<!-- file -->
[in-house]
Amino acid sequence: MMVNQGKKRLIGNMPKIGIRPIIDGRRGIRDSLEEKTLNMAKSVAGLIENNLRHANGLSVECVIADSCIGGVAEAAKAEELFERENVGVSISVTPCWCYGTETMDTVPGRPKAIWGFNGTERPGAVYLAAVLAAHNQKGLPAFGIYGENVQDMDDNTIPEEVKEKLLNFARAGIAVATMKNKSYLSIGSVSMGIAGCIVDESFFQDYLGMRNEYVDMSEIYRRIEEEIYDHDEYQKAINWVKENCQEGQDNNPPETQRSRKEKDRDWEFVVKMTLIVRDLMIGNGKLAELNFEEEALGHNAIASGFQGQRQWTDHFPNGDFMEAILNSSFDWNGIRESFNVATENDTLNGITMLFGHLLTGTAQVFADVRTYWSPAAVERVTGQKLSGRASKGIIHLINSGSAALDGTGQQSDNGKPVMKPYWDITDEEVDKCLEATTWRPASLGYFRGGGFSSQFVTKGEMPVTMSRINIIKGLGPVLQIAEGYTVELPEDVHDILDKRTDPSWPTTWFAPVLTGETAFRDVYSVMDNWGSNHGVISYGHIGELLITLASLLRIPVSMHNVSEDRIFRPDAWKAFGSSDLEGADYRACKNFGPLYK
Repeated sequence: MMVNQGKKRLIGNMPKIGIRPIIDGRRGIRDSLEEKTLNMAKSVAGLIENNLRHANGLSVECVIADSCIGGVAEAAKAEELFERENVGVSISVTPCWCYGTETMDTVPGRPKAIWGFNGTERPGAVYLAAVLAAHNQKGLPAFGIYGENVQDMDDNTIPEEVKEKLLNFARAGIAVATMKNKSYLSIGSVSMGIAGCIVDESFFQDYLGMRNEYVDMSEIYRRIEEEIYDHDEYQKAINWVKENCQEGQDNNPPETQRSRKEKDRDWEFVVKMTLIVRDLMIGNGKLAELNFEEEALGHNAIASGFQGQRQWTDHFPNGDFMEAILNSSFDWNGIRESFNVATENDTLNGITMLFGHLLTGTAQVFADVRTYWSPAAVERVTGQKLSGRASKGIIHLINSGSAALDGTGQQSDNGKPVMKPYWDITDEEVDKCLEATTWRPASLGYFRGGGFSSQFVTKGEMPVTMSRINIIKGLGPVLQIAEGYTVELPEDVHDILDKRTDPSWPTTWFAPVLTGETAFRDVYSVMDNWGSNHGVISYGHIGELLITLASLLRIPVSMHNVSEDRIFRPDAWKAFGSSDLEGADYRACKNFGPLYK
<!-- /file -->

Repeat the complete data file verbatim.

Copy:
[in-house]
Amino acid sequence: MMVNQGKKRLIGNMPKIGIRPIIDGRRGIRDSLEEKTLNMAKSVAGLIENNLRHANGLSVECVIADSCIGGVAEAAKAEELFERENVGVSISVTPCWCYGTETMDTVPGRPKAIWGFNGTERPGAVYLAAVLAAHNQKGLPAFGIYGENVQDMDDNTIPEEVKEKLLNFARAGIAVATMKNKSYLSIGSVSMGIAGCIVDESFFQDYLGMRNEYVDMSEIYRRIEEEIYDHDEYQKAINWVKENCQEGQDNNPPETQRSRKEKDRDWEFVVKMTLIVRDLMIGNGKLAELNFEEEALGHNAIASGFQGQRQWTDHFPNGDFMEAILNSSFDWNGIRESFNVATENDTLNGITMLFGHLLTGTAQVFADVRTYWSPAAVERVTGQKLSGRASKGIIHLINSGSAALDGTGQQSDNGKPVMKPYWDITDEEVDKCLEATTWRPASLGYFRGGGFSSQFVTKGEMPVTMSRINIIKGLGPVLQIAEGYTVELPEDVHDILDKRTDPSWPTTWFAPVLTGETAFRDVYSVMDNWGSNHGVISYGHIGELLITLASLLRIPVSMHNVSEDRIFRPDAWKAFGSSDLEGADYRACKNFGPLYK
Repeated sequence: MMVNQGKKRLIGNMPKIGIRPIIDGRRGIRDSLEEKTLNMAKSVAGLIENNLRHANGLSVECVIADSCIGGVAEAAKAEELFERENVGVSISVTPCWCYGTETMDTVPGRPKAIWGFNGTERPGAVYLAAVLAAHNQKGLPAFGIYGENVQDMDDNTIPEEVKEKLLNFARAGIAVATMKNKSYLSIGSVSMGIAGCIVDESFFQDYLGMRNEYVDMSEIYRRIEEEIYDHDEYQKAINWVKENCQEGQDNNPPETQRSRKEKDRDWEFVVKMTLIVRDLMIGNGKLAELNFEEEALGHNAIASGFQGQRQWTDHFPNGDFMEAILNSSFDWNGIRESFNVATENDTLNGITMLFGHLLTGTAQVFADVRTYWSPAAVERVTGQKLSGRASKGIIHLINSGSAALDGTGQQSDNGKPVMKPYWDITDEEVDKCLEATTWRPASLGYFRGGGFSSQFVTKGEMPVTMSRINIIKGLGPVLQIAEGYTVELPEDVHDILDKRTDPSWPTTWFAPVLTGETAFRDVYSVMDNWGSNHGVISYGHIGELLITLASLLRIPVSMHNVSEDRIFRPDAWKAFGSSDLEGADYRACKNFGPLYK